The StoryListener: April 2006

In this excerpt, Roberto tells us about his schooldays and the Jewish community of the 1930s. *************** Four years after I was born, in 1931, my sister Martita was born. Yes, before I was born.

(Before) I was born in the 1920s, when they moved to this new house. you were born.)

Yeah. As a matter of-fact I was born, literally, in the new house.

Yeah. In those days they did not go to a hospital.

p> No. The reason for him to have gone from Germany to El Salvador was because of his cousin's business. He had, let's see, 1913-the cousin had come from a different town of Germany than my father, but the same general area, Upper Silesia.


Saul Mugdan. (pause) And in the notes I gave you some time ago, the ones I sent via email, you must have spent hours loading that down! There are many who had to do with the Mugdans, who were very prominent family Posen. That is now called Poznan, in Poland.

(My grandmother was born in Posen, so I'm a little familiar with it.)

Wilma was born in Posen! I did not realize that. OKAY. That was the real metropolis, a very important metropolis.

(Yes, and a cultural center as well.

The business has entered, not as a partner, at first , was importing items that were not manufactured in El Salvador. Textiles. The basic things. Textiles (pause) -anything having to do with construction, from nails-except lumber. But nails, and tools, hammers and everything, that was all imported.

From the US?

No, mostly from Europe. Cement.

(So in 1931, your sister Martita is born, and a few years later, I assume, you'll start going to school. they think to send you and your brother?)

Well, for grade school we went to (chuckles) a school that was the school for the people who wanted to better education, who could afford a better education for their children. So who was the person in San Salvador who had children grade-school-age, they sent them to-what is the name? Our Lady of Guadalupe, Our Lady of Guadalupe

(So a Catholic school?)

It was a lay school which was owned and operated by two sisters with the last name of Padilla. Doña Isabel, who was the chief, and the sister, Girl, Girl-Thin! Josefina. The school was housed in a large rental home in the Colonia Dueñas. Have you heard about the people? OKAY. Those same people had their chateaux right next to the Campo de Marte, a big park which has everything from horseracing to tennis courts. It had a stand, for any special occasions they used the Field of Mars, for observing marches and things. It became very popular for younger people to go and walk around there and for the boys to see the girls and the girls to see the boys. The Field of Mars. That school was right next to it. And there I was from kindergarten through fourth grade.

(And then where did you go?)

(And who were your classmates?)

(Was it elite or -?)

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(laughs) It's interesting. Elite, not necessarily, because the elite would probably have their children to one of the Catholic schools, of which there were many. Garcia Flamenco was an exception of being a very good school and it was lay, absolutely lay school. (chuckles) Who came out of the -body who became somebody notorious for good (laughs), and also some of the people of the worst cases of notoriety for bad. It produced all sorts of people. (chuckles)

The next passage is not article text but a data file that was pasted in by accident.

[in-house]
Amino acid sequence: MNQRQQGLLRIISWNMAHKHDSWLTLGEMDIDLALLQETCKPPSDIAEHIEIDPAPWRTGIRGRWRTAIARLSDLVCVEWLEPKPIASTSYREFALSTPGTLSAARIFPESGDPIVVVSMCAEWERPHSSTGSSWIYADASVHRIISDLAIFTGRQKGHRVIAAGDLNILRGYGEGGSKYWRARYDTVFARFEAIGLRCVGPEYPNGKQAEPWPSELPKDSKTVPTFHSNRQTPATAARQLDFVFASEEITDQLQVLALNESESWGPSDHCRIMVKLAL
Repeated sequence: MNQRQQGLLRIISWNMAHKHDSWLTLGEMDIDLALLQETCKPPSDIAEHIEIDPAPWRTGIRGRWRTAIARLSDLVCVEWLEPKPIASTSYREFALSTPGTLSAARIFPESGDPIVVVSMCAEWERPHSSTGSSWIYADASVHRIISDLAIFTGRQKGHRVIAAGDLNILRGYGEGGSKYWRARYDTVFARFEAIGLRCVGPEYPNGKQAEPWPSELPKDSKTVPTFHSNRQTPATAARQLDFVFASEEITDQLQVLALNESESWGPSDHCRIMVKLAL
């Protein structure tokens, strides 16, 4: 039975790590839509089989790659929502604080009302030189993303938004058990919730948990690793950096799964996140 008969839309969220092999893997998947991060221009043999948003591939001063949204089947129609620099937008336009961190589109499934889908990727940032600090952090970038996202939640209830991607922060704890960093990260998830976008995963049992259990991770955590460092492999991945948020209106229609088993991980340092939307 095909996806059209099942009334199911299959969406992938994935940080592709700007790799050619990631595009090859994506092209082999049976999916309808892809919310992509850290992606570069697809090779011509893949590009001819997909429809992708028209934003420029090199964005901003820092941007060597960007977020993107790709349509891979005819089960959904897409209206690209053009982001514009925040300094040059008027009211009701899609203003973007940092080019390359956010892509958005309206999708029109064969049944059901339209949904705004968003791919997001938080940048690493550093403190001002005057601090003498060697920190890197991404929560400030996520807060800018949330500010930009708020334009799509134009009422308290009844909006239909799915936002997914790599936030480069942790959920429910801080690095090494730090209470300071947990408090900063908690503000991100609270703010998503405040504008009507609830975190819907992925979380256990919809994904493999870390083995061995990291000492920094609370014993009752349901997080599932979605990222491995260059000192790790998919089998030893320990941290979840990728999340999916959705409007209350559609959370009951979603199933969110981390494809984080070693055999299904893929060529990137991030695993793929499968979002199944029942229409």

Yes, you can give me some examples of who your classmates were? The children of the owner of The Graphic Press, the newspaper, all good. The children of the owner of the best pharmacy in town also all good. Very large family, they had oodles of children. (pause) People- (pause) Let me see. Foreigners who came to Salvador, not necessarily Jewish, sent their children there. Like who? (pause) The person who-I'll think of it. Who- (pause) an American who married Salvadoran, which was very common- (pause) I hope to come back later.

An American who was a tremendous entrepreneur who made fortunes and lost fortunes over which- in his life he had developed gold mines and became very, very wealthy. And then I lost it all I think putting money into -

-an airline, what later became TACA. I have started that. OKAY.

(Were there any Jews in this school besides the Freunds?)

Yes, yes. Because the Jews did not want to send their children to the Catholic school, and this was the best school that lay.

(Who were the other Jews in your school?)

(pause) The Frankels, the Liebes, but they came later, although they were were there long before that. The Liebes, Eugenio Liebes, had two daughters. One of them is Margo, and Chita Lima, married to Chico Lima. They were-they imported a governess, Mrs. Ilse whatever her maiden name was, who married Max Levine. But the Liebes' daughters did not stay long in Salvador. I did not remember them when I was young. They were older than I was, but they were sent to Germany, I would guess.

(They were for their education.

Mugdan had no children.

DeSolas, they really kept to themselves.

(Anyone else you can think of?)

Yeah, with DeSola goes Henríquez. The old man, Mario Henríquez, his official name in Salvador was Mario C. Henríquez. The C was for "Cohn," but he did not want to appear with that. He did not want to have -

With a Z at the end.

(And then DeSola, p>

They were not observant, no.

(And they would not even identify the Jewish?)

(At this time did you experience anti-Semitism at school , in your life? Never?)

(Did you know you were Jewish, or did not you just tell people?)

There was no anti-Semitism as it is known today We were just foreigners. I look like one, yes. I have a bright red head, red hair. I did not look like an Indian.

(Just they marked you as a "foreigner"?)

Transcription by Sandy Adler, Adler Enterprises LLC

  • Adam Floyd